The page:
MANIHI, French Polynesia — With a quick twist on a short wooden wedge, Tahitian pearl farmer Henri Tauraa pried open the shells of a hapless oyster, revealing a lustrous black pearl nestled on the half shell. "La couleur, c'est belle," he whispered, scrutinizing the marble-size pearl under the brilliant South Pacific sun. Henri grinned and dropped the dusky jewel into my hand. Scooping up three other pearls he'd collected just minutes before, I cradled this quartet of natural Polynesian gems in my palm and admired their raw elegance.
A relative newcomer to the world jewelry market, French Polynesia first cultivated black pearls in the 1960s. Today it exports more than 200,000 of these iridescent gems a year. Their name comes from the distinctive black-lipped oyster that produces them, not from the pearl itself; the term "black pearls" is actually a misnomer because they come in green, magenta, blue, silver-black, green-black and even white. Individual pearls can cost $150 to several thousand dollars. And leading French Polynesia's cultivation of the gems is the coral atoll of Manihi, where more than 60 pearl farms operate within its tropical lagoon.
For the Record
Los Angeles Times Sunday March 28, 1999 Home Edition Travel Part L Page 6 Travel Desk 2 inches; 50 words Type of Material: Correction
French Polynesia--Due to an editing error in a story about Manihi atoll ("Blue Lagoon, Black Pearls," March 21), the Guidebook misidentified two airlines serving Tahiti. Air Tahiti Nui is the long-distance carrier, flying from L.A. to Papeete. Air Tahiti is the local airline that flies to Manihi. In addition, Air France offers flights from LAX to Tahiti.
Manihi is about 300 miles northeast of Tahiti in the Tuamotu Islands, which are part of French Polynesia. Although there are daily Air Tahiti Nui flights to Manihi, the place is almost unknown outside French Polynesia. But as an avid collector of Tahitian black pearls, I had long wanted to visit the atoll to learn more about how they are produced. So when I visited French Polynesia a year and a half ago, I made sure to set aside some time in Manihi.
The 50-minute flight from Papeete, Tahiti, to Manihi passed over several Tuamotu atolls, each appearing as an aqua-colored ring against the deep blue Pacific Ocean. I was the lone American on the flight--about half the passengers were French and Italian tourists, and the rest were locals. As we neared Manihi atoll I saw its unusual shape--an oblong necklace of land interspersed with islets (called motus) that collectively encircle an 18-mile-long by 5-mile-wide lagoon. The motus were thick with coconut palms and pandanus trees and were surrounded by turquoise waters. And within the lagoon, shacks stood on coral heads to serve as makeshift work areas for pearl farms. Manihi's economy once relied on fishing and coconut harvesting, but now black pearls have become the lifeblood of the atoll.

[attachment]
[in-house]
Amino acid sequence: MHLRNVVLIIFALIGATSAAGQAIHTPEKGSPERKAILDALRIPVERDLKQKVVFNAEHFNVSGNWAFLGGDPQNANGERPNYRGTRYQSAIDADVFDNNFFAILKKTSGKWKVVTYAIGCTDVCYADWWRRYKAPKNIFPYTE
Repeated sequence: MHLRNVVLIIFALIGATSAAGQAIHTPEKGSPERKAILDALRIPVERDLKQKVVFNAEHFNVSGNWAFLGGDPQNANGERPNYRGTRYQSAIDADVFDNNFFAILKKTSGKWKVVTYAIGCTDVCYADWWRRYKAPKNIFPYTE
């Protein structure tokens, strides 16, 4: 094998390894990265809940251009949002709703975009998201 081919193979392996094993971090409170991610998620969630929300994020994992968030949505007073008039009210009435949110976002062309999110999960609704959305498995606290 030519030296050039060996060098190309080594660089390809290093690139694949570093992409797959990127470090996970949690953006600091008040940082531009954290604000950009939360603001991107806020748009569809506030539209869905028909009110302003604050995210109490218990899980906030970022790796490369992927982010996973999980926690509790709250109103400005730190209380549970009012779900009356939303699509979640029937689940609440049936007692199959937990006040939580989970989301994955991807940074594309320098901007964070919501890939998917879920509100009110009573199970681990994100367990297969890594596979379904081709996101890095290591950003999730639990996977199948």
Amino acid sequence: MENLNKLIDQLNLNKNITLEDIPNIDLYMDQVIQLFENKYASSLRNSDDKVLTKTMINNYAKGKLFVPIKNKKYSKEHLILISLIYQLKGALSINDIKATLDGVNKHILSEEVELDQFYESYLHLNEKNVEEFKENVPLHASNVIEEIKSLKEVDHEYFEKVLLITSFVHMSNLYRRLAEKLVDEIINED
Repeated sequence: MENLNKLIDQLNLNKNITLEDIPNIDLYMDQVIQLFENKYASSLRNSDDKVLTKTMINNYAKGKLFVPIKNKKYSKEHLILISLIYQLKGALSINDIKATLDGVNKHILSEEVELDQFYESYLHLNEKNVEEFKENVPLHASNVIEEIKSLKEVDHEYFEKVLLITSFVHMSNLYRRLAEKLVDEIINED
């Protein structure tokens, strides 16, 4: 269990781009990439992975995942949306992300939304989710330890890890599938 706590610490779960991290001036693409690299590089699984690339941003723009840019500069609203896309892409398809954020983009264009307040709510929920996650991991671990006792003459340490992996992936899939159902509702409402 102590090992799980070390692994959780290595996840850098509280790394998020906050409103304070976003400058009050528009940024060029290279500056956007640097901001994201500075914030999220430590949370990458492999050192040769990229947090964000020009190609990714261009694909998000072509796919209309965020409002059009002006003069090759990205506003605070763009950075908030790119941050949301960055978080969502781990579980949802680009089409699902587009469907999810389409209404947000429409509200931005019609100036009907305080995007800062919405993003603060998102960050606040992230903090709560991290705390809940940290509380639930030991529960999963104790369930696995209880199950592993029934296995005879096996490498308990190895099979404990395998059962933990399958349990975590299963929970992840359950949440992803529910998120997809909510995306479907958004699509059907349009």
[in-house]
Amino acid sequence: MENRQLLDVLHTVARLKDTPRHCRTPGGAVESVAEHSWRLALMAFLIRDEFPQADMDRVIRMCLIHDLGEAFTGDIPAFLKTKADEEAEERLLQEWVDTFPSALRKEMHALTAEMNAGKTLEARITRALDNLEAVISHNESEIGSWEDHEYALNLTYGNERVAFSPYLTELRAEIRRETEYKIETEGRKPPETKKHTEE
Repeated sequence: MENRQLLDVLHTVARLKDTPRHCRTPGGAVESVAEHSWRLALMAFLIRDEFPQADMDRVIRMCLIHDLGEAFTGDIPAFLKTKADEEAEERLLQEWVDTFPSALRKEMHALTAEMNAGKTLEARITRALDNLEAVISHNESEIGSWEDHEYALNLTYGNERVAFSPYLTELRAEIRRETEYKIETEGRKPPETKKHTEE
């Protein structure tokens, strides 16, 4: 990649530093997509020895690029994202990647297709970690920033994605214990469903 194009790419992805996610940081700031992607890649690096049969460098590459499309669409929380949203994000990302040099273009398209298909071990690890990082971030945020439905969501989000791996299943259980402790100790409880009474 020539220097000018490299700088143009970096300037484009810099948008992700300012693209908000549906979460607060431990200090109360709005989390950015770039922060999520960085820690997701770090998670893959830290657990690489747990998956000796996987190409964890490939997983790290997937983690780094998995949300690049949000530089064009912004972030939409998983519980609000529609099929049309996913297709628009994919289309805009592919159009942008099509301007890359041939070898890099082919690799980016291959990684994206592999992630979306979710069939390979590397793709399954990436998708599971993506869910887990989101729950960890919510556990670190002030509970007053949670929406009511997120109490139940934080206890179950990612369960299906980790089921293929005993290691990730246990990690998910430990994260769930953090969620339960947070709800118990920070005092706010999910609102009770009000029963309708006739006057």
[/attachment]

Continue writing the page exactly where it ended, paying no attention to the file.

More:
Most of the 500 local inhabitants live in the village of Turipaoa, on a separate motu about 10 minutes by boat from the crushed-coral airstrip and single resort on the main island. Most visitors stay at the luxury Manihi Pearl Beach Resort--as I did later in my stay. But to save some money and because I was interested in black pearls, I'd arranged, with the help of some friends, to spend a couple of days at a nearby pearl farm.
Waiting for me at the airport was Etienne Tuaiva, a diver at one of the largest pearl producers in Manihi, La Compagnie Perliere des Tuamotu (CPDT). On his boat we dodged coral heads in Manihi's lagoon and stopped at a village for supplies and to pick up Henri, CPDT's pearl farm manager. In 15 minutes we arrived at the pearl farm on motu Takovea.
As I climbed onto a wooden jetty, I saw hanging from scaffolding in the shallow lagoon hundreds of small oysters ready for pearl cultivation. Nearby a submerged wire mesh cage held saucer-size oysters containing, Henri hoped, cultured Tahitian black pearls. A kaleidoscope of fish swam leisurely below, awaiting a meal of discarded oysters from the farm.
Henri, Etienne and I communicated with bits of French, Spanish and hand gestures. They were both native Tahitians who spent half of each month working at the pearl farm. That night Henri offered me a hut to sleep in, with a simple bed frame and a piece of foam for a mattress. For the next two days I learned about pearl farming by watching Henry and Etienne do their jobs.
Black pearl farms are set up in protected lagoons where the atoll's reefs slow the strong ocean waves, while still allowing currents to carry enough nutrients to feed the oysters. It takes about two to three years for a Pinctada margaritifera oyster to grow large enough for the grafting process to begin. Then the fleshy mantle of a healthy oyster is removed and cut into dozens of small squares. Each of these squares is inserted into a different oyster along with a mussel shell bead, and after the oysters are returned to the lagoon they begin to grow protective layers over these foreign bodies, which can become a pearl.